After identifying extensive regulations as the main risk for profit making, Monsanto systematically and successfully worked within the US policy-making set-up to get the Monsanto Protection law passed in March 2013.The widely known Monsanto Protection Act which is technically the Farmer Assurance Provision rider in HR 933: Consolidated and Further Continuing Appropriations Act 2013, has clearly shown the power of Monsanto and the US farm lobby in policy making in the US. This clause basically puts Monsanto and other biotech companies above the federal courts. The phrase that allows this has been added to the Bill by Senator Roy Blunt, who is Monsantos chief recipient of political funds (9). Monsantos muscle power within the US government can be clearly seen through the revolving door phenomenon in which former employees/associates of Monsanto get key policy positions in the US administration. Michael R. Taylors appointment (exVice President, Public Policy in Monsanto) by the Obama administration to the Food and Drug Administration (FDA) in 2009 is a classic example. Taylor had a significant role in shaping and implementing the governments policies favouring GM crops during the Clinton administration. (10)

ii) Conflict of interest: The BRAI Bill has been

formulated and introduced by the Ministry of Science & Technology and proposes to locate the regulator in the same Ministry. This gives rise to serious conflict of interest since the Ministry of Science and Technology has a mandate to promote GM crops. Hence, it cannot be an effective regulator. In the case of Bt brinjal, which had the proprietary gene from Monsanto, Ministry of Science and Technology always favoured the biotech seed industry. Thus, leaving no doubt that BRAI is nothing but an effort by an already biased Ministry to circumvent the opposition to GM crops in our country.

iii) Lowering the safety testing standards:

Given the increasing scientific evidence on the negative impact of GM crops to human health and environment (13), GM crop developers like Monsanto are averse to independent long-term assessments of GM crops. The BRAI bill carries forward this interest and has avoided mechanisms for independent, long-term biosafety testing. In the past, independent assessments of Bt brinjal (14) in India and Monsantos GM corn in Europe led to rejection of commercial approval(15).

BRAI, the Indian Monsanto promotion and protection law?

While Monsantos power within the American policy and law-making is obvious, the global biotech is working towards the same in India through the Biotechnology Regulatory Authority of India (BRAI) Bill. This Bill was introduced in the Parliament on 22nd April, despite opposition from within and outside the Parliament. (11) A look at some of the provisions gives an idea about why one fears that BRAI

iv) Avoiding transparency: Making public the

safety data is one thing that GM crop developers have always been against, be it Monsanto in Europe or Mahyco, its partner in India. Monsanto unsuccessfully tried to to stop the sharing of data from the safety studies of their GM corn to the public in Europe in 2004-5.. Later when Court verdicts forced them to share the data, independent scientific review of it confirmed that GM corn had negative impacts on the rats which were used in the feeding study.(16) Mahyco did the same in the case of Bt brinjal when asked for biosafety data. It took a 30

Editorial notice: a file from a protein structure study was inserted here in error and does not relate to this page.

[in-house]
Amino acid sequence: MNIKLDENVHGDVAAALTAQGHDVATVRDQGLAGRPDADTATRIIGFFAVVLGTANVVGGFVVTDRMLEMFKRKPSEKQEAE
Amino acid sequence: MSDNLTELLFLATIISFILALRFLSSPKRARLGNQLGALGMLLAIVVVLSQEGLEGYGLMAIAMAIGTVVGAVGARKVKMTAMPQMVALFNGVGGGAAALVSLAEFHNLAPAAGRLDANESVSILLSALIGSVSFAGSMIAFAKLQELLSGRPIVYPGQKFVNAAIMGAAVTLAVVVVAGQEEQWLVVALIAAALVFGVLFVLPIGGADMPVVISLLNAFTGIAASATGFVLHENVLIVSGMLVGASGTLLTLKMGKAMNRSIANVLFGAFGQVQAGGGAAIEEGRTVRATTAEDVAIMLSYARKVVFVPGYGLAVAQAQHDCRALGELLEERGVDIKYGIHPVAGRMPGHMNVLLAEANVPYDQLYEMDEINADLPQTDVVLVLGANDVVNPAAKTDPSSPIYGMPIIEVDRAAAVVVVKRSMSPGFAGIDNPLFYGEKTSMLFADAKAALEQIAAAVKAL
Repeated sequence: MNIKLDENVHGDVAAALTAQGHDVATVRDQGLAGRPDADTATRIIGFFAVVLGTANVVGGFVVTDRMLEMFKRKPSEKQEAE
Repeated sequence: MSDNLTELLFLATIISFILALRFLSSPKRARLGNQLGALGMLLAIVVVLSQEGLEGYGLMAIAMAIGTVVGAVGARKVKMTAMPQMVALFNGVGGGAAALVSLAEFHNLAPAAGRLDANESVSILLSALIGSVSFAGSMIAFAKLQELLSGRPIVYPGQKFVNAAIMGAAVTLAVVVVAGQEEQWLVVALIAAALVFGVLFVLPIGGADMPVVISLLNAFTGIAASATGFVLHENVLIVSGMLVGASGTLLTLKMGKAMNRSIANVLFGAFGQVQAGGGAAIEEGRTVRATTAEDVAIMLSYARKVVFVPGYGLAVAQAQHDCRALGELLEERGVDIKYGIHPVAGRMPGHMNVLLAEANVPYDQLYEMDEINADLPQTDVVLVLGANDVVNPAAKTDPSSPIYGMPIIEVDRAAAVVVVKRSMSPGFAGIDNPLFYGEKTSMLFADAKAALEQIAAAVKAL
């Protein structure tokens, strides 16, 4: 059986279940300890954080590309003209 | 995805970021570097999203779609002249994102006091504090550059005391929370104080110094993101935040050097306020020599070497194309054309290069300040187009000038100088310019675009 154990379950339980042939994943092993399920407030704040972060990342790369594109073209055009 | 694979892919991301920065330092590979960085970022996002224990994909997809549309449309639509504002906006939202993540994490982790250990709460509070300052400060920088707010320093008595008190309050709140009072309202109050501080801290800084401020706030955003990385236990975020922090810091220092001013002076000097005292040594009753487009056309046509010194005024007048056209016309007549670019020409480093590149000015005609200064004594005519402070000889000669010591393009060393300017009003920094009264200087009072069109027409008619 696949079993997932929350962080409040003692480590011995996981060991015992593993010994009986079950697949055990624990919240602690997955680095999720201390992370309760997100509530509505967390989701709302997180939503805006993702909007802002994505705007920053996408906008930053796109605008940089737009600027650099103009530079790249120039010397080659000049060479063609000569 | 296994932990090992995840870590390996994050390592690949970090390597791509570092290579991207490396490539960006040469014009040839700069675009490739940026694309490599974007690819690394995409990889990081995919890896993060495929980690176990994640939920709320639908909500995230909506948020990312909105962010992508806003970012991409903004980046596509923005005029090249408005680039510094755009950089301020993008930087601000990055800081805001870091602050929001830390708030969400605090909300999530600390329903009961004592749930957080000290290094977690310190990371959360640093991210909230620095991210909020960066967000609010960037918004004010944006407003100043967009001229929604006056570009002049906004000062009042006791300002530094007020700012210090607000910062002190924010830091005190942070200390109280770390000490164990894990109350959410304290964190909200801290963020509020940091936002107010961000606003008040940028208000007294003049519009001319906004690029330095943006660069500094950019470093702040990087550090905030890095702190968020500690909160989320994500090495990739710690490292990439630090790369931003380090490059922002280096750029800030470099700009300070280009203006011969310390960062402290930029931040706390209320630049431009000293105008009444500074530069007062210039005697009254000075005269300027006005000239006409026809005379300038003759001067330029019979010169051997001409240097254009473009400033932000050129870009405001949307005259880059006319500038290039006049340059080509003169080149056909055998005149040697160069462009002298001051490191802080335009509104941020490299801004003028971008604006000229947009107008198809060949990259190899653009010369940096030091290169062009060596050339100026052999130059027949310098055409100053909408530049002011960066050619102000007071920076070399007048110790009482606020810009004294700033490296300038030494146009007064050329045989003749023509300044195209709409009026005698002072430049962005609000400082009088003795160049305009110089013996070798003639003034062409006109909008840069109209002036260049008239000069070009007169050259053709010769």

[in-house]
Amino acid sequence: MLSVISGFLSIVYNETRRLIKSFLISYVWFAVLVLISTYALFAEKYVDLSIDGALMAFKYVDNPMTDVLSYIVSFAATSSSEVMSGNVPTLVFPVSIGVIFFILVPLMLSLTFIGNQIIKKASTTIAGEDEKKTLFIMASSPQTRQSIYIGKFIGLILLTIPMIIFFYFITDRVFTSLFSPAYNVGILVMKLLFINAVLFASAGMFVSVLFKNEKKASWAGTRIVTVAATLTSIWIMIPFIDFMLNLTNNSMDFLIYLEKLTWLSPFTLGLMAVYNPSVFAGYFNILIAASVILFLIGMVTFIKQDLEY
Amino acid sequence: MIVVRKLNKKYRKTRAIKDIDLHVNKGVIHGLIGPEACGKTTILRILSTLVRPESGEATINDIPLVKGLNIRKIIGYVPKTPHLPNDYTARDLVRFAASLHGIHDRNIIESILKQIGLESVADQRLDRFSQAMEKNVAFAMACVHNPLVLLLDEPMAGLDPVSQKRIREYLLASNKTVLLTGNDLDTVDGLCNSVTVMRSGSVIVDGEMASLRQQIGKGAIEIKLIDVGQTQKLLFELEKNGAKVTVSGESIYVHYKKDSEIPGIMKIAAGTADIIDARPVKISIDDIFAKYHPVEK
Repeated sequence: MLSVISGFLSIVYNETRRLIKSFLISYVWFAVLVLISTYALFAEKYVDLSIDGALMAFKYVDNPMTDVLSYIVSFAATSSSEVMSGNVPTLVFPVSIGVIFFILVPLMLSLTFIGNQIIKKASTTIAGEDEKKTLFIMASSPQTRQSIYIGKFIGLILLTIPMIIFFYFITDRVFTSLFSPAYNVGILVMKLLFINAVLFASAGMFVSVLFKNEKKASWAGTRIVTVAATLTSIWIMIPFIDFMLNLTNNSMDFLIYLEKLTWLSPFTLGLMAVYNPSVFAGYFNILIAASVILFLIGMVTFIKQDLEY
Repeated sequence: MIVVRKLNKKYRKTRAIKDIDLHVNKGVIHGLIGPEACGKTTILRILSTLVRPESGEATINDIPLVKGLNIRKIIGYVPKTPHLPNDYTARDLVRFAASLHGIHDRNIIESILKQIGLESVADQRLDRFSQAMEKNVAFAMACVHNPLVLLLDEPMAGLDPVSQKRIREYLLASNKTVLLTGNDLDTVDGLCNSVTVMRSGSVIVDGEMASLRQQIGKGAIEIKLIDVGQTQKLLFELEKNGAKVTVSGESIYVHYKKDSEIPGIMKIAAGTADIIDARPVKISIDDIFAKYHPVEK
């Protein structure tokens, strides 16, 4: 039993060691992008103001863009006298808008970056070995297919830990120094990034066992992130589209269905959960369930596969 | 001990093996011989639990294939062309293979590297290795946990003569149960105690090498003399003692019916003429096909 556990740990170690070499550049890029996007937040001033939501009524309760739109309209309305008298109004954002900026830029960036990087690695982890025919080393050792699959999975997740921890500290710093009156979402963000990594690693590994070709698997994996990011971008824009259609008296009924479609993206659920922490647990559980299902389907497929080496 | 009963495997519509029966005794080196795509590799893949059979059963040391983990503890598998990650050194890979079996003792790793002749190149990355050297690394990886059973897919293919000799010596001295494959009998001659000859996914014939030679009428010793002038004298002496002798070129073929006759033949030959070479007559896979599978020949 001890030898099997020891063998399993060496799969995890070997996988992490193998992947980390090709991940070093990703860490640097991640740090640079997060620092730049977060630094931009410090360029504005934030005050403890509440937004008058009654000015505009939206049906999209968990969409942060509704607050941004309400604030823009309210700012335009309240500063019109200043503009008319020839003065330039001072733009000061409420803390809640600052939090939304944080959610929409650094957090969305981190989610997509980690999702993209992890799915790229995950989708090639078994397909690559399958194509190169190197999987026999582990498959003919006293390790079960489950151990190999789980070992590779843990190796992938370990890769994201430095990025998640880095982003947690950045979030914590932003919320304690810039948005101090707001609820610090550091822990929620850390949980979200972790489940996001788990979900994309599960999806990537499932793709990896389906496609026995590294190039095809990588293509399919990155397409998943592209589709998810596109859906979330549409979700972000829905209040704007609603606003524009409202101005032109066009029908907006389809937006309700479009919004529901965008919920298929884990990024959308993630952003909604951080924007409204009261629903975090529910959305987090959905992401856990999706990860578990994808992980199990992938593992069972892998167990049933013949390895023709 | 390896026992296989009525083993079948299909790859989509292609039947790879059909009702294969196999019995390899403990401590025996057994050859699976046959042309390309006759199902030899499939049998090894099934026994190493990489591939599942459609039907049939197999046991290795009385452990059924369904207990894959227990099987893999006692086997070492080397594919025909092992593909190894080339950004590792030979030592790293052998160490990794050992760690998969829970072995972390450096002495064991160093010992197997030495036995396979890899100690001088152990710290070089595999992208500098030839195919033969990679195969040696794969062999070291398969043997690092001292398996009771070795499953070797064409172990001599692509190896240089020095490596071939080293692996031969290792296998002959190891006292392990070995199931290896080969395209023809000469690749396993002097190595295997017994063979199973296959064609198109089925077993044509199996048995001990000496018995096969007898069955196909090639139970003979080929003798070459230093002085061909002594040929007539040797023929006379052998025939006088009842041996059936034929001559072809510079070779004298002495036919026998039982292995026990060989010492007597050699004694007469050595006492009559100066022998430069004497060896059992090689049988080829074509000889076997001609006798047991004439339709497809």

month RTI/legal fight for Greenpeace India to get the data from them. The independent analysis of the data finally did play a role in the Indian govt putting Bt brinjal under an indefinite moratorium.(17) The BRAI Bill has provisions (clause 28) to overrides the RTI Act, 2005 and proposes to exempt biosafety data from being shared with public

environment or livelihoods of farmers.

v) Minimising Liability: The BRAI Bill has a

diluted standard of liability and is not compliant to principles of deterrent liability, absolute liability and polluter pays principle which is upheld in the Indian Supreme Court. This can work very well for companies like Monsanto which have an array of contamination cases against them, one of the most recent being Monsantos herbicide tolerant GM wheat plants in the USA.(18) The absence of a stringent liability mechanism will empower GM crop developers like Monsanto to make our country a big laboratory with scant regard for lasting consequences of its GM crops on human health, our

The BRAI Bill, 2013 in its current form can be clearly seen as a mechanism to give multi-national biotech giants like Monsanto a free hand to control our food and farming. It is a dangerous recipe for corruption in the country that will lower the bar of approval of risky GM crops. The BRAI Bill needs to be withdrawn. We need a biosafety protection regime which was also recommended by the Parliamentary Standing Committee on Agriculture.
The legal critique of BRAI Bill by Greenpeace and leading Supreme Court lawyer, Ritwik Dutta is available at http://

1. 2. Monsanto Loses wheat patent, Down to Earth, Nov 15th, 2004. 3. National Biodiversity Authority files case against Monsanto and Mahyco, Jan 29, 2013. 4. 5. _1.html 6. 7. 8. 9. 10. 11. -biotech-regulator/article4667162.ece 12. 13. 14. Ministry of Environment and Forests, Decision on Commercialisation of Bt-Brinjal, 9 February 2010, available at 15. 16. 17. 18. Contact: Neha Saigal Sustainable Agriculture Campaigner, Greenpeace India Mobile: 07760968772 E-mail: